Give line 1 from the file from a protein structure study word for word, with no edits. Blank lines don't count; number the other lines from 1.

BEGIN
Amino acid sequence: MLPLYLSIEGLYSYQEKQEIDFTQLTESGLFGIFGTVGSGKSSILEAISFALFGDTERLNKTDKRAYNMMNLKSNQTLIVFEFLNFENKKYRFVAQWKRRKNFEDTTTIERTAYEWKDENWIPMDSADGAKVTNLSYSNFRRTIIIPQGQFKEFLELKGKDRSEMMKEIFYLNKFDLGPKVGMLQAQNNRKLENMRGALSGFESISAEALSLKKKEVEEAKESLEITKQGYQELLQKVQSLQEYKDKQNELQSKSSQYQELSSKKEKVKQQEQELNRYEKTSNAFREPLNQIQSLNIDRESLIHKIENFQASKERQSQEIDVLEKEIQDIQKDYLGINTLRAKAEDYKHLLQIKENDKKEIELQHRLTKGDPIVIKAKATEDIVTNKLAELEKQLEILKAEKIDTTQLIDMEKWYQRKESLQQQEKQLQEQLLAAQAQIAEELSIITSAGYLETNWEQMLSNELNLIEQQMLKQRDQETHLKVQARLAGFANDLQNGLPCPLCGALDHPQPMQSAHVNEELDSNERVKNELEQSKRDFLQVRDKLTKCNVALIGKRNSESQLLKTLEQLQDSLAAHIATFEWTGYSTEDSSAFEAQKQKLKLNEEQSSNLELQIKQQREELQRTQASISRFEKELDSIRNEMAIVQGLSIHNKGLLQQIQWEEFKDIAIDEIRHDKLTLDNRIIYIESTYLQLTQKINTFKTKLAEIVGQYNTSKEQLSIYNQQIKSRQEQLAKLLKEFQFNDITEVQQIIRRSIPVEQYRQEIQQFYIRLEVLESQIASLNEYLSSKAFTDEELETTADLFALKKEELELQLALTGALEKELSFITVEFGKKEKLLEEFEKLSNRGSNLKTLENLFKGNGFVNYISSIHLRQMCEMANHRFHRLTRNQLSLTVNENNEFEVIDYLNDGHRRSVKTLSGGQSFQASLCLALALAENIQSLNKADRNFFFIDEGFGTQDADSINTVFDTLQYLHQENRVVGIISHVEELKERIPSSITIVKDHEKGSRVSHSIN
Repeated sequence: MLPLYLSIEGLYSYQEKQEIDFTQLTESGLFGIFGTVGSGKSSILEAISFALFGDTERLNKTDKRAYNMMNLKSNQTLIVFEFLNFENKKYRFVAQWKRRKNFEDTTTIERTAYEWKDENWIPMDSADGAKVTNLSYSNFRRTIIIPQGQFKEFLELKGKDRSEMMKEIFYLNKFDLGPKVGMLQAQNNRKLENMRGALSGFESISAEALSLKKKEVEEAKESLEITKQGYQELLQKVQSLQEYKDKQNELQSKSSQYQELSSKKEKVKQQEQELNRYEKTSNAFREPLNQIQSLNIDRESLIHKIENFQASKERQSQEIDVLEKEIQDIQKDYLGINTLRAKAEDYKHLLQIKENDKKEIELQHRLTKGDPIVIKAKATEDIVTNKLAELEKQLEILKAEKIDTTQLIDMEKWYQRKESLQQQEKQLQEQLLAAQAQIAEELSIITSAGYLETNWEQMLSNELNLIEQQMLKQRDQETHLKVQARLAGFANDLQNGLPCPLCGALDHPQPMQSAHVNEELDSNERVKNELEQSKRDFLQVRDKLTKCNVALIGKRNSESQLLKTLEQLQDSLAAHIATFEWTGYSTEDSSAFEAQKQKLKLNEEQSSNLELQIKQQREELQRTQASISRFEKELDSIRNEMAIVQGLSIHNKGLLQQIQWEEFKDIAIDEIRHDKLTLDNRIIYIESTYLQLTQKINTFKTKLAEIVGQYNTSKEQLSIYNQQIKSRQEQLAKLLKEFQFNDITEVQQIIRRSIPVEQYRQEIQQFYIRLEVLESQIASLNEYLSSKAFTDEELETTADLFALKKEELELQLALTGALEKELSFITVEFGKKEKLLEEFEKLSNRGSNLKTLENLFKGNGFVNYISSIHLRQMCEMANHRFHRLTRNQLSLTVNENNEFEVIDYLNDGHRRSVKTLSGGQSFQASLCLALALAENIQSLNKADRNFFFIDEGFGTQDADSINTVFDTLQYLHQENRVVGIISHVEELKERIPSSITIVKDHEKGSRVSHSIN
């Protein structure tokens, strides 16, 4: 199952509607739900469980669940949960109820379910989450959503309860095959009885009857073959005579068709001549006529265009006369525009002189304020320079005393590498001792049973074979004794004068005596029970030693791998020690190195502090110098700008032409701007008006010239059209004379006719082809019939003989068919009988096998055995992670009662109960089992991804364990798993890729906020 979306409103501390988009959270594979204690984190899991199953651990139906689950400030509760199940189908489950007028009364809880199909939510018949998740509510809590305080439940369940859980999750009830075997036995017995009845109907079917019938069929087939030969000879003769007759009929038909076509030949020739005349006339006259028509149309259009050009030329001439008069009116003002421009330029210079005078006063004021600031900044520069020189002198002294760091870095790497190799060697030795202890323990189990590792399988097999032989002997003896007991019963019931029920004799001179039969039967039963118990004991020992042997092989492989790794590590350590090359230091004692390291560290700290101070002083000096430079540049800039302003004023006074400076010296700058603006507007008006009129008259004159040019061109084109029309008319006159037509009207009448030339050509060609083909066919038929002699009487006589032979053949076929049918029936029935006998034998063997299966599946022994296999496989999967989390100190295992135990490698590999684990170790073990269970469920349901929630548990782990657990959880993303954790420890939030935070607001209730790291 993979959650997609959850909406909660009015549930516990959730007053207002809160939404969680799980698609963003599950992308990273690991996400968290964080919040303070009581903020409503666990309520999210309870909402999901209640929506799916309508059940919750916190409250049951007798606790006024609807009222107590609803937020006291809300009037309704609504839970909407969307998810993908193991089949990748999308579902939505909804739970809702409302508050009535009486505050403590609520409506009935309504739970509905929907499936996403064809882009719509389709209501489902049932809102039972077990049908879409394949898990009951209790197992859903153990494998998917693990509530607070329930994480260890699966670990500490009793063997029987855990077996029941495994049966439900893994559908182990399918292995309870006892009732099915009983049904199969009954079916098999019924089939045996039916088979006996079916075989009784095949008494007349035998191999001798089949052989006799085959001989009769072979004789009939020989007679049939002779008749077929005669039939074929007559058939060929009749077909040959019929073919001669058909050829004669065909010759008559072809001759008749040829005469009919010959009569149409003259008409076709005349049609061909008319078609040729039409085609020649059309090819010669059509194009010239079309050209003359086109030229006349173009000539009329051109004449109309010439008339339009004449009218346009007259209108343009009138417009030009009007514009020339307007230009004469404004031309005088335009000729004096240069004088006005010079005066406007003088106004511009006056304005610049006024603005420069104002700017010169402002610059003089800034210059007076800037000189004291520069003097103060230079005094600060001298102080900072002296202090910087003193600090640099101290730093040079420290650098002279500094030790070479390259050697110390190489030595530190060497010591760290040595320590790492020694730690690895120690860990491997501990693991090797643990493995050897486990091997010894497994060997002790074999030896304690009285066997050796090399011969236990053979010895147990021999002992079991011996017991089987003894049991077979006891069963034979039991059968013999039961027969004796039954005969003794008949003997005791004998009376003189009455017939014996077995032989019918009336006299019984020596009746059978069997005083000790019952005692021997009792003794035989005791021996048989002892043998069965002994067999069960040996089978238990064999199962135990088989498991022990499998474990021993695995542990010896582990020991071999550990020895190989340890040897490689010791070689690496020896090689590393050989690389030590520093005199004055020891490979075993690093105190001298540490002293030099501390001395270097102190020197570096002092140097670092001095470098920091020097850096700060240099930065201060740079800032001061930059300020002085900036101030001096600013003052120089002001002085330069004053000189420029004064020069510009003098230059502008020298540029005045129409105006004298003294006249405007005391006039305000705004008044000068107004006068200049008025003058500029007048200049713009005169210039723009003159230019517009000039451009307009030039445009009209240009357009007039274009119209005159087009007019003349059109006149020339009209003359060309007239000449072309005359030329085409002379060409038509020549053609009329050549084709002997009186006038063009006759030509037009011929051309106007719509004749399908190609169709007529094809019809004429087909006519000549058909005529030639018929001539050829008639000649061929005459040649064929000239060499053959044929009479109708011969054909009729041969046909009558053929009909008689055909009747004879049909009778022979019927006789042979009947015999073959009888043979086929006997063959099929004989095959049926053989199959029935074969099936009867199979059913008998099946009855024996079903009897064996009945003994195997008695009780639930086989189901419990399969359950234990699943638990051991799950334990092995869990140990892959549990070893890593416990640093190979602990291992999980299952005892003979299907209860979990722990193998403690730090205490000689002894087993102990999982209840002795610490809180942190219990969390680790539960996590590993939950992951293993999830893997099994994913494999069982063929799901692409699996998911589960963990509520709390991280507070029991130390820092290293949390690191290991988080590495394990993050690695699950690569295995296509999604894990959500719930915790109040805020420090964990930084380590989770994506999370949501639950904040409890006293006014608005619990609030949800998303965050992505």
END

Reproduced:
Amino acid sequence: MLPLYLSIEGLYSYQEKQEIDFTQLTESGLFGIFGTVGSGKSSILEAISFALFGDTERLNKTDKRAYNMMNLKSNQTLIVFEFLNFENKKYRFVAQWKRRKNFEDTTTIERTAYEWKDENWIPMDSADGAKVTNLSYSNFRRTIIIPQGQFKEFLELKGKDRSEMMKEIFYLNKFDLGPKVGMLQAQNNRKLENMRGALSGFESISAEALSLKKKEVEEAKESLEITKQGYQELLQKVQSLQEYKDKQNELQSKSSQYQELSSKKEKVKQQEQELNRYEKTSNAFREPLNQIQSLNIDRESLIHKIENFQASKERQSQEIDVLEKEIQDIQKDYLGINTLRAKAEDYKHLLQIKENDKKEIELQHRLTKGDPIVIKAKATEDIVTNKLAELEKQLEILKAEKIDTTQLIDMEKWYQRKESLQQQEKQLQEQLLAAQAQIAEELSIITSAGYLETNWEQMLSNELNLIEQQMLKQRDQETHLKVQARLAGFANDLQNGLPCPLCGALDHPQPMQSAHVNEELDSNERVKNELEQSKRDFLQVRDKLTKCNVALIGKRNSESQLLKTLEQLQDSLAAHIATFEWTGYSTEDSSAFEAQKQKLKLNEEQSSNLELQIKQQREELQRTQASISRFEKELDSIRNEMAIVQGLSIHNKGLLQQIQWEEFKDIAIDEIRHDKLTLDNRIIYIESTYLQLTQKINTFKTKLAEIVGQYNTSKEQLSIYNQQIKSRQEQLAKLLKEFQFNDITEVQQIIRRSIPVEQYRQEIQQFYIRLEVLESQIASLNEYLSSKAFTDEELETTADLFALKKEELELQLALTGALEKELSFITVEFGKKEKLLEEFEKLSNRGSNLKTLENLFKGNGFVNYISSIHLRQMCEMANHRFHRLTRNQLSLTVNENNEFEVIDYLNDGHRRSVKTLSGGQSFQASLCLALALAENIQSLNKADRNFFFIDEGFGTQDADSINTVFDTLQYLHQENRVVGIISHVEELKERIPSSITIVKDHEKGSRVSHSIN